So I think it should be pretty obvious that this is not gospel and just scratched the surface. But I hope it gave you a look at what some of the old styles were as well as some of the different options out there. Make yours to fit your situation, just remember to keep it small. If its not small enough to keep on you then it’s not going to be on you when you need it


  1. John M. says:

    “They’re just as reliable as the other two while also being light and essentially waterproof as well.“

    I heard a survival-type guy on a podcast who brought up an interesting con to using lighters: They require a fair bit of fine motor skill to use. I have been cold enough multiple times for my hands to turn into fat clubs and yeah, operating a lighter would not have been easy. Shoot, those childproof ones are like working tiny puzzle boxes anyway these days.

    What’s the dollar bill for in the top kit? If you need emergency cash, it’s not gonna get you very far. Maybe in B***n’s America it’s cheaper to burn a dollar bill for tinder than to soak a cotton ball in Vaseline?


    1. BAP45 says:

      I could see that with the lighter but the using matches requires fine skills too and it you ham fist a match and break it well that’s it. My concerns with lighters in the past was either with the striker wearing out or the gas not coming out properly at higher altitudes.
      I think the dollar was probably intended for a phone call I’m not sure. I originally started putting this together last April but I noticed the last photo was missing items and out of focus and it just took me a while to get back around to it so I forget where I snagged the picture from. Now days the money really isn’t all that useful since there’s virtually no pay phones left.


      1. John M. says:

        I’m not aware of any pay phones that ever took a dollar bill, either. A dime or quarter I would have understood.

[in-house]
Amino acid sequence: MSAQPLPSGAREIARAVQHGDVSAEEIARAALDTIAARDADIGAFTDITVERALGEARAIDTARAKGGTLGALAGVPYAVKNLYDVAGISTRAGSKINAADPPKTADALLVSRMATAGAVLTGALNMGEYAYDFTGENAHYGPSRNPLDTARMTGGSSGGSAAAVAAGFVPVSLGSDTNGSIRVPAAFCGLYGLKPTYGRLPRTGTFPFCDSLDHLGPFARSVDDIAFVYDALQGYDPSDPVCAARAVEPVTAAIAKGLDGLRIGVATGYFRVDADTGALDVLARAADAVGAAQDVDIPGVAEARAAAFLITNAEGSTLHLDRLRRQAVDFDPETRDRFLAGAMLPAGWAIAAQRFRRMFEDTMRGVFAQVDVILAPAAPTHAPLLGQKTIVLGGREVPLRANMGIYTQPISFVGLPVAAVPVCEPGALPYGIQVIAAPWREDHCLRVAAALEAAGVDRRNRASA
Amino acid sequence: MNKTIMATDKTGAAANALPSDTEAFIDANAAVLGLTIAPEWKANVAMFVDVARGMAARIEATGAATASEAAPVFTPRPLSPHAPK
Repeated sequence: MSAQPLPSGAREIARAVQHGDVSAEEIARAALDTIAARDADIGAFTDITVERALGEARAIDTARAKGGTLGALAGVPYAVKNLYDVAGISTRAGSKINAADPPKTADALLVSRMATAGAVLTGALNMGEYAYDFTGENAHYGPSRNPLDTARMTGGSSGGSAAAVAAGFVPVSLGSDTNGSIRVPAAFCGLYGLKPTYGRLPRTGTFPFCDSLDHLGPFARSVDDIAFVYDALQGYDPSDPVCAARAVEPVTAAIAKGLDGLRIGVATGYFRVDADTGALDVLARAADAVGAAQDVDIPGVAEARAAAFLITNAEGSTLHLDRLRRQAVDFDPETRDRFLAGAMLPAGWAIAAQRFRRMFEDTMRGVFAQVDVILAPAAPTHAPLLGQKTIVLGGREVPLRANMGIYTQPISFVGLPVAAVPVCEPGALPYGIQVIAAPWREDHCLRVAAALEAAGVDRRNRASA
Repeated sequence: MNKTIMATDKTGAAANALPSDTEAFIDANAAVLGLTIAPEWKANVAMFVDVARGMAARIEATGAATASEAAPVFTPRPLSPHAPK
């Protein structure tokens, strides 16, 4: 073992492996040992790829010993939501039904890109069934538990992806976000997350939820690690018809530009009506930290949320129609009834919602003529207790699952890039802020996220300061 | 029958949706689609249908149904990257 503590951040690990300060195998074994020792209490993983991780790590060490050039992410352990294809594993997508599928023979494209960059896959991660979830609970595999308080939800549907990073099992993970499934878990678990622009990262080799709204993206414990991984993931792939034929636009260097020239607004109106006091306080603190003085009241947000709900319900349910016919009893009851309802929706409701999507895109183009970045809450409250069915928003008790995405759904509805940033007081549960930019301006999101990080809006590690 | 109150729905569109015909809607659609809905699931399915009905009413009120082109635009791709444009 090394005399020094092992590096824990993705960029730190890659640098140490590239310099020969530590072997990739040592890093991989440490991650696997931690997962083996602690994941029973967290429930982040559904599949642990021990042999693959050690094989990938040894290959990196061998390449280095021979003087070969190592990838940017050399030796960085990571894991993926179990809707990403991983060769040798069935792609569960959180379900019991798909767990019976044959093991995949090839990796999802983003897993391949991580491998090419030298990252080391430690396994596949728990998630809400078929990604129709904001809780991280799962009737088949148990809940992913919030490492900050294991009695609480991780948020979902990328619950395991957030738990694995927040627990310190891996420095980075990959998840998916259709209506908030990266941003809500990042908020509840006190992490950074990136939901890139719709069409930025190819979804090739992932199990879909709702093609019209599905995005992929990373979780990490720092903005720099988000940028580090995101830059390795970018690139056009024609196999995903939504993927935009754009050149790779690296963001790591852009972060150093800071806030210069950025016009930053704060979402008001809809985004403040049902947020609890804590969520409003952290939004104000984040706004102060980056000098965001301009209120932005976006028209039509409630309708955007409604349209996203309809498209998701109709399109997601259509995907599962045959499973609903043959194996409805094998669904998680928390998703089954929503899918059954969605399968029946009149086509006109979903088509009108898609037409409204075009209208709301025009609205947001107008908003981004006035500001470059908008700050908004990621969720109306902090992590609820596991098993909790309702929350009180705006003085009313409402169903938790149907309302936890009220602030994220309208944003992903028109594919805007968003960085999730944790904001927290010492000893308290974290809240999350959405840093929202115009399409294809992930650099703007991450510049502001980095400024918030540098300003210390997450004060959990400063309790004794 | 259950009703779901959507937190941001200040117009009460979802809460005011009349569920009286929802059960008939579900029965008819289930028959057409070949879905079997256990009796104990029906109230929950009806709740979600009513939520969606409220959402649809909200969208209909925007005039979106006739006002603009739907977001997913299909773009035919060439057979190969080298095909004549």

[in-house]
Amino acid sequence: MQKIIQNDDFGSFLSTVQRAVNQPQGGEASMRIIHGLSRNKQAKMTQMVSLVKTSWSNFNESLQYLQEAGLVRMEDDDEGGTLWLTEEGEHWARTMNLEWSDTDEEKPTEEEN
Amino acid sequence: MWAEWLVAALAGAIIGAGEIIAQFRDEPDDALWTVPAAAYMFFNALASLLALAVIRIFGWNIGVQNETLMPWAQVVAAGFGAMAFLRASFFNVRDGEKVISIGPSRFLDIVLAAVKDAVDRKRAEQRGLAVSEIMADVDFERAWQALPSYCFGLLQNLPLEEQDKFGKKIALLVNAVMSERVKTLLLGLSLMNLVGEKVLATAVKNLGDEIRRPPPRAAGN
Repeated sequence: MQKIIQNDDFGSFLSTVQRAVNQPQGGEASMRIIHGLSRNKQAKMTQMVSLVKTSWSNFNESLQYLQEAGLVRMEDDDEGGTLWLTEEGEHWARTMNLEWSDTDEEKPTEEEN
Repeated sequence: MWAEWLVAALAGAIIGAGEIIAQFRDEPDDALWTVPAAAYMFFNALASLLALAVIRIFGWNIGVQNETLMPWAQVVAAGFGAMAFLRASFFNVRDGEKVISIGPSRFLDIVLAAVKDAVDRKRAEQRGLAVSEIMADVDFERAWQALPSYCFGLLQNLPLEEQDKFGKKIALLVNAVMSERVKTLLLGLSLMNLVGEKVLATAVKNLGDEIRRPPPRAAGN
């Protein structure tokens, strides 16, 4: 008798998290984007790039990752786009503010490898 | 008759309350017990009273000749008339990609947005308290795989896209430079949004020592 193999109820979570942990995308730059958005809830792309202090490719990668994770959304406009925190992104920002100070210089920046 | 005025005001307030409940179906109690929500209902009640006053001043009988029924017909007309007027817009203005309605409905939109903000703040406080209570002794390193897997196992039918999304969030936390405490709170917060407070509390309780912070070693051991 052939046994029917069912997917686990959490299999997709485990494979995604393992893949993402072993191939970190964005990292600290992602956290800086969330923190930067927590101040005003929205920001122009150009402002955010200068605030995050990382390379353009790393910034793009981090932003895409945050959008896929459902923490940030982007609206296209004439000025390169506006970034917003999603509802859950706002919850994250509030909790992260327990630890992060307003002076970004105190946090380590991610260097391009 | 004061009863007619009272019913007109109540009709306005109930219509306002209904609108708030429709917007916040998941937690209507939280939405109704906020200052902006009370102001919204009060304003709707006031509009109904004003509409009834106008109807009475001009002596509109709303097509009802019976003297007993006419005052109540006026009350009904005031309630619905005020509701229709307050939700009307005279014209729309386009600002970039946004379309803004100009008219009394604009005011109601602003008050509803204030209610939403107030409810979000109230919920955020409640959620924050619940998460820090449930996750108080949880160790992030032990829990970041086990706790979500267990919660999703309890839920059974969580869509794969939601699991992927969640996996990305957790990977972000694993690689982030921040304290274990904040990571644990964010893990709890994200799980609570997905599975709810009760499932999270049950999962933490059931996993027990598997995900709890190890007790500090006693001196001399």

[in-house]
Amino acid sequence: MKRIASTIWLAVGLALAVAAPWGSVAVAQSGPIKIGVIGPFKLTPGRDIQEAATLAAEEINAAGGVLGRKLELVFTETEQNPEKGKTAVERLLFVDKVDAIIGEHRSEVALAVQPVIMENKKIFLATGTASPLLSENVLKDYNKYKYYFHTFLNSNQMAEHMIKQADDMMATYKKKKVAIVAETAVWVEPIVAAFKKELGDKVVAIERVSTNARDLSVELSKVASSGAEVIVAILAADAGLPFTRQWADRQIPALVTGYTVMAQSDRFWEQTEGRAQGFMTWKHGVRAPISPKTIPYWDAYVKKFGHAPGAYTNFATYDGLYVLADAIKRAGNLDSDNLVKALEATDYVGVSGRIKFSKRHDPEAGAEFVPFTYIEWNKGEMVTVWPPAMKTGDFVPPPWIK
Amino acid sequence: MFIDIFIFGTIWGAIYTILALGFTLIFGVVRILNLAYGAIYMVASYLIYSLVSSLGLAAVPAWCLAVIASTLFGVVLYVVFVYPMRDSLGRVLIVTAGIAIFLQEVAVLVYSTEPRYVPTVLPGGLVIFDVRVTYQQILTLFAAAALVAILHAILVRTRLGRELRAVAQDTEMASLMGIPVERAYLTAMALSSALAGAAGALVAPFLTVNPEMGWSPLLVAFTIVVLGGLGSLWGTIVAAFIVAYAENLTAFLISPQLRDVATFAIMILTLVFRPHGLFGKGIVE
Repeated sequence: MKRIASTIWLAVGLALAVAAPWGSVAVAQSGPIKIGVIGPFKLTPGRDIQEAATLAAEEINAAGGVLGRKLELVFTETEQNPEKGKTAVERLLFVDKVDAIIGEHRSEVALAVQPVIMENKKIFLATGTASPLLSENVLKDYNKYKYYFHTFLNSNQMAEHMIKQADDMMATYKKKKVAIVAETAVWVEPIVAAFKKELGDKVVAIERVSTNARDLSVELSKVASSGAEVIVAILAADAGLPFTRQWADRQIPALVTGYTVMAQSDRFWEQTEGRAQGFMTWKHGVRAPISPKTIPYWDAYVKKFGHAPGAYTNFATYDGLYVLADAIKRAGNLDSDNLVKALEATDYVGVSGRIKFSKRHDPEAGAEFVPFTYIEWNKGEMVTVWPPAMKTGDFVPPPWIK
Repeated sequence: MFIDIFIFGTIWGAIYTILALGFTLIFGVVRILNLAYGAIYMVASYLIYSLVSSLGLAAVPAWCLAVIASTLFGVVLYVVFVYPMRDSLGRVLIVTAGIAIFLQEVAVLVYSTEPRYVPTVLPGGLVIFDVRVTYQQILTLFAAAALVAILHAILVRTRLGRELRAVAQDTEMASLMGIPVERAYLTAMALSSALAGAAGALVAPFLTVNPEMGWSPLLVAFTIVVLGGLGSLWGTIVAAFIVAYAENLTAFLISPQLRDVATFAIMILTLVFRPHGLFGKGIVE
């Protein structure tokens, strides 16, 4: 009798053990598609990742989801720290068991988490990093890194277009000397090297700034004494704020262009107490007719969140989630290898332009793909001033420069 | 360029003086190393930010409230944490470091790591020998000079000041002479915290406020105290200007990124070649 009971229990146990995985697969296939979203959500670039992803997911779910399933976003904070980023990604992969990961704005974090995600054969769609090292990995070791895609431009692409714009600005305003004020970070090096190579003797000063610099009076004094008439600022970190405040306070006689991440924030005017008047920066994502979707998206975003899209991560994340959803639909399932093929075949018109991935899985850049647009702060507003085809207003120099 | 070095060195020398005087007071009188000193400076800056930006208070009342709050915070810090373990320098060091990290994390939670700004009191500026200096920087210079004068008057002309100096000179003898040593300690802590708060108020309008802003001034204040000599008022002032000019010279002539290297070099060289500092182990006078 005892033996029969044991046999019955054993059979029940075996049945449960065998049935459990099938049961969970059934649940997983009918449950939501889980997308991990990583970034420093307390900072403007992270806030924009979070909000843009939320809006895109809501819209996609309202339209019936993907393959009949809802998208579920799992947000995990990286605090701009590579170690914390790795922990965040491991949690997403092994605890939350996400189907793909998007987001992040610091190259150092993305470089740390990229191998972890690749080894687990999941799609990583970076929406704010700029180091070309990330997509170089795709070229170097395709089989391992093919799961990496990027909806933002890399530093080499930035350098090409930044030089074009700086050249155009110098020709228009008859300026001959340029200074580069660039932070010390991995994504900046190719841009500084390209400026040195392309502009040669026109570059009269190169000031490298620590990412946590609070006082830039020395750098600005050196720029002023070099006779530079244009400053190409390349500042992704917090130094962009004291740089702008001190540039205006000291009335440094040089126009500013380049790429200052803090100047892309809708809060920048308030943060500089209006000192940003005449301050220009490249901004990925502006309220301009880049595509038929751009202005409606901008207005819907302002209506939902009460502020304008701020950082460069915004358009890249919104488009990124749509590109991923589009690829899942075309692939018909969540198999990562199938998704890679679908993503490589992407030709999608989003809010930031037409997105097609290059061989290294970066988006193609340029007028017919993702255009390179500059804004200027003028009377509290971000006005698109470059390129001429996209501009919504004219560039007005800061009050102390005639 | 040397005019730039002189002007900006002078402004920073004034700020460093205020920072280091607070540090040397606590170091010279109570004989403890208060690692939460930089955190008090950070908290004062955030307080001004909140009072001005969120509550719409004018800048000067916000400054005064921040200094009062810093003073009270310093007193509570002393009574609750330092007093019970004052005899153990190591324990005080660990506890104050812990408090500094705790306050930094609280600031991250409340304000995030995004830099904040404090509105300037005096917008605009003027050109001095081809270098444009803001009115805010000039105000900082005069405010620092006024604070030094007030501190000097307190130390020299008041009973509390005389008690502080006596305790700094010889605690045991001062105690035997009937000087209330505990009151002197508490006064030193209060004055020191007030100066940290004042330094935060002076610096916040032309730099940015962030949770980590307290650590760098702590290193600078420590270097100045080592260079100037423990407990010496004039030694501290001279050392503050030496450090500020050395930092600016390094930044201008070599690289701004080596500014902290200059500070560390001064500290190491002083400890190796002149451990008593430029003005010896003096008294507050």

The podcast guy I was listening to recommended one of those magnesium/aluminum rods. Gross motor skills, never runs out, nothing to lose/break. I usually run waterproof matches with a Bic backup, but I thought he was well-reasoned.


        1. BAP45 says:

          Yeah he’s not wrong, they all work. I’ll probably keep the mag rod but lose the matches. Or vice versa. haven’t decided yet


          1. John M. says:

            Here’s the show since I keep yapping about it:


  2. davesnyper says:

    I prefer to ‘wear’ a few dollars too. They don’t take up any space, and if you run out of toilet paper…


  3. ptmn says:

    These tiny kids are great, it shows how those of us on this site actually exercise situational awareness (SA). That same SA spills over to other skills in daily life to prevent or at least lessen the likelihood of attacks or other avoidable emergencies.

    It’s amazing how many “sheep” in the US go out hiking and get themselves in trouble and we later find out they didn’t even have one of those tiny camera film container kits…or even a friggin water bottle. On that note of water and the condom, if anyone is wondering how effective they are considering their fragility, the military survival training teaches a simple solution: once you have water in the condom, you place it in a sock to both protect it and give you a way to carry it. Some may wonder about removing one of their socks to do this…nope, all SF soldiers on field problems carry at least one extra pair of socks.

    Like BAP45, I also keep the magnesium firestarter and ditched the matches for a disposable lighter. Disable lighters are great, but don’t work well when wet, the magnesium then covers that gap. Lighter is also smaller than the army issue match container.

    On the subject of purification tabs, I can’t stand the new Army issue chlor-floc system. It ends up requiring two separate water containers. The old Army issue iodine tabs are a little less effective, but far more user friendly when you are operating light. I keep a wax sealed bottle of them with me when I’m hiking or in the field (which I haven’t been since retiring several months ago).

    One item I think is important, takes practically no room, but isnt in a lot of people’s kit: two Benadryl tablets. Here’s the disclaimer: I’m not a doctor and I don’t play one on TV, so seek true medical advice when it comes to Benadryl or any other meds. I’m just mentioning this as something I carry as a result of experiences from my trips “downrange”. I always carry them in the field. When your days or weeks away from any assistance, simple Benadryl(diphenhydramine) might be help if you if you have an allergic reaction and you are completely on your own. Also good for scorpion stings and other unplanned nasties.


    1. BAP45 says:

      I like that idea of the Benadryl.